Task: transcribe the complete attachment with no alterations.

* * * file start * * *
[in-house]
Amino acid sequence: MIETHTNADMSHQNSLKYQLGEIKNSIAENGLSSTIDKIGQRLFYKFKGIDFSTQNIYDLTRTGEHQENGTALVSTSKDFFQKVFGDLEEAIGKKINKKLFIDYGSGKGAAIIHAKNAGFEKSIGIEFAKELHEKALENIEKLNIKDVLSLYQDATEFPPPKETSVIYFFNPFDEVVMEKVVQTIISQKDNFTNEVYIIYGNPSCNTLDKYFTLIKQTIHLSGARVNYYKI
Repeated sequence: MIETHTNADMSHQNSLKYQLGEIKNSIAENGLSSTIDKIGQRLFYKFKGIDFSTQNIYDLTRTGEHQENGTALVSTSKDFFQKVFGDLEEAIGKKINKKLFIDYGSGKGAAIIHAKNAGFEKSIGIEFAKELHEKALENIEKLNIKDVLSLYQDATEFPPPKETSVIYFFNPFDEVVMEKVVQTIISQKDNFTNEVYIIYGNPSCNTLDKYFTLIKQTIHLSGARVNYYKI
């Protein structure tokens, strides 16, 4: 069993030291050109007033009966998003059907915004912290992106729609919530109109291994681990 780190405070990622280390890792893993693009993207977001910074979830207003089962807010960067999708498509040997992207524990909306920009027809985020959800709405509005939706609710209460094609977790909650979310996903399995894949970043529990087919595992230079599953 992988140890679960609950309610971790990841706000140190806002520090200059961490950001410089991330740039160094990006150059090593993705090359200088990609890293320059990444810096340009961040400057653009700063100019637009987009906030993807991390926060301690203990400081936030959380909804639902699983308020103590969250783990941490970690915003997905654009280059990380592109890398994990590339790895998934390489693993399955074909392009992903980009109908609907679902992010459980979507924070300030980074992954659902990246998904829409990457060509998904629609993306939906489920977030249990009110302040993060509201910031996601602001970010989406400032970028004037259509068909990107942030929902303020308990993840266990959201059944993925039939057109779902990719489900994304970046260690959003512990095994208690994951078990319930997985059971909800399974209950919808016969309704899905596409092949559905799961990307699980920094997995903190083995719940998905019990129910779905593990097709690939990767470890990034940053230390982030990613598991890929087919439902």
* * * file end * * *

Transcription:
[in-house]
Amino acid sequence: MIETHTNADMSHQNSLKYQLGEIKNSIAENGLSSTIDKIGQRLFYKFKGIDFSTQNIYDLTRTGEHQENGTALVSTSKDFFQKVFGDLEEAIGKKINKKLFIDYGSGKGAAIIHAKNAGFEKSIGIEFAKELHEKALENIEKLNIKDVLSLYQDATEFPPPKETSVIYFFNPFDEVVMEKVVQTIISQKDNFTNEVYIIYGNPSCNTLDKYFTLIKQTIHLSGARVNYYKI
Repeated sequence: MIETHTNADMSHQNSLKYQLGEIKNSIAENGLSSTIDKIGQRLFYKFKGIDFSTQNIYDLTRTGEHQENGTALVSTSKDFFQKVFGDLEEAIGKKINKKLFIDYGSGKGAAIIHAKNAGFEKSIGIEFAKELHEKALENIEKLNIKDVLSLYQDATEFPPPKETSVIYFFNPFDEVVMEKVVQTIISQKDNFTNEVYIIYGNPSCNTLDKYFTLIKQTIHLSGARVNYYKI
């Protein structure tokens, strides 16, 4: 069993030291050109007033009966998003059907915004912290992106729609919530109109291994681990 780190405070990622280390890792893993693009993207977001910074979830207003089962807010960067999708498509040997992207524990909306920009027809985020959800709405509005939706609710209460094609977790909650979310996903399995894949970043529990087919595992230079599953 992988140890679960609950309610971790990841706000140190806002520090200059961490950001410089991330740039160094990006150059090593993705090359200088990609890293320059990444810096340009961040400057653009700063100019637009987009906030993807991390926060301690203990400081936030959380909804639902699983308020103590969250783990941490970690915003997905654009280059990380592109890398994990590339790895998934390489693993399955074909392009992903980009109908609907679902992010459980979507924070300030980074992954659902990246998904829409990457060509998904629609993306939906489920977030249990009110302040993060509201910031996601602001970010989406400032970028004037259509068909990107942030929902303020308990993840266990959201059944993925039939057109779902990719489900994304970046260690959003512990095994208690994951078990319930997985059971909800399974209950919808016969309704899905596409092949559905799961990307699980920094997995903190083995719940998905019990129910779905593990097709690939990767470890990034940053230390982030990613598991890929087919439902």